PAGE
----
That phrase in the agreement is definitely leaning forward to later this year for when we start charging for this service. As I noted above, "In the future we plan to charge a flat monthly fee per live algorithm." We're not collecting card information yet, but we will be. That is not in conflict with the current free usage, and with the free lifetime offer.

"Billing disputes should be notified to the following address:
Quantopian; Billing Disputes; 77 Summer Street 3rd Floor; Boston MA
02110."

Do you have a fax number and/or email address for billing issues?

You can email us at [email protected]. We don't have a fax machine. If setting up a fax forwarder is a key requirement, I'm sure we could do it. We don't do a lot of faxing =)

"We reserve the right to terminate our provision of any or all of the
Brokerage Connection Services with or without notice to you."

Termination WITHOUT notice?

If we ever did this, if we ever shut down without notice, it would mean that something had gone horribly, horribly wrong. I guess I wish we didn't have to say this in our legal agreement, but it's important, legal, cover-your-butt language. We need it in order to limit our liability. If things ever go horribly, horribly wrong, it would be even worse if we were, in addition, violating our terms of use. Again, we want you to succeed; we need you to succeed. We're not terminating this service unless something terrible happens.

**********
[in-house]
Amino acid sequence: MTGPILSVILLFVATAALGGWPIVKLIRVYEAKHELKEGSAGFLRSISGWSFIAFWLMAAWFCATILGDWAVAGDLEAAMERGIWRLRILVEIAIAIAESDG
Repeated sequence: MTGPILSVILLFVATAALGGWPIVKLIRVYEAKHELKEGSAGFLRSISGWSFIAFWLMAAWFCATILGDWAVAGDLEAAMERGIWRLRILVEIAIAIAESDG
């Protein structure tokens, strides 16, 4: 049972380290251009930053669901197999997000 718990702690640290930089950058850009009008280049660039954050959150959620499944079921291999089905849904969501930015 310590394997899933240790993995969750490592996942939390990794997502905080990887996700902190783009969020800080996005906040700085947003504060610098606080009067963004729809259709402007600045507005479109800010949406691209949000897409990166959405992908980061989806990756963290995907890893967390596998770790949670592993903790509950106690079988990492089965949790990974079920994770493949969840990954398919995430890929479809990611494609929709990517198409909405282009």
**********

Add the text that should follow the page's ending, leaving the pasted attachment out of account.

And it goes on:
One way of looking at this is to say "They're not guaranteeing that they will succeed, which makes them untrustworthy." Another way of looking at it is to say "These are smart professionals with a healthy respect for real-world challenges that can unexpectedly derail the best of plans." I think it is smarter to trust the person making the realistic assessment than the person who promises something that simply can't be promised.

"Your notice should be sent, in writing, to the following address:
[insert address for termination notices from users]."

???

Thanks for catching that. That is a mistake. The answer is: Quantopian; Termination Notices; 77 Summer Street 3rd Floor; Boston MA 02110. I will make the fix to that document shortly.

I hope that helps.

Dan

Hi Dan,

Regarding real money trading, can we integrate Quantopian with other than IB and trade with real money in live market? For example, can we trade with Merrill or Credit Suisse account with Quantopian source codes?

Thanks.

Hi all, very interested in getting involved with the testing of the algorithms with both paper and real funds in my IB account. Please let me know next steps.

Thanks,
Shaun

Hi Shaun,

Thanks for your interest. You can get started with your IB demo account right away, as Dan says above, we've released this feature to open beta (that means all registered users have access to it by default). To get on the waitlist for a real money account you can fill out this brief survey. We are admitting people to real money trading on a rolling basis so we can make sure that we offer each live money pilot trader a high touch engagement model.

To launch an algorithm to your IB demo account and see how that works follow these steps:

1) Press Clone Algorithm on an existing algo (I'd suggest using the one Dan posted at the top of this thread, or I'm attaching another option here).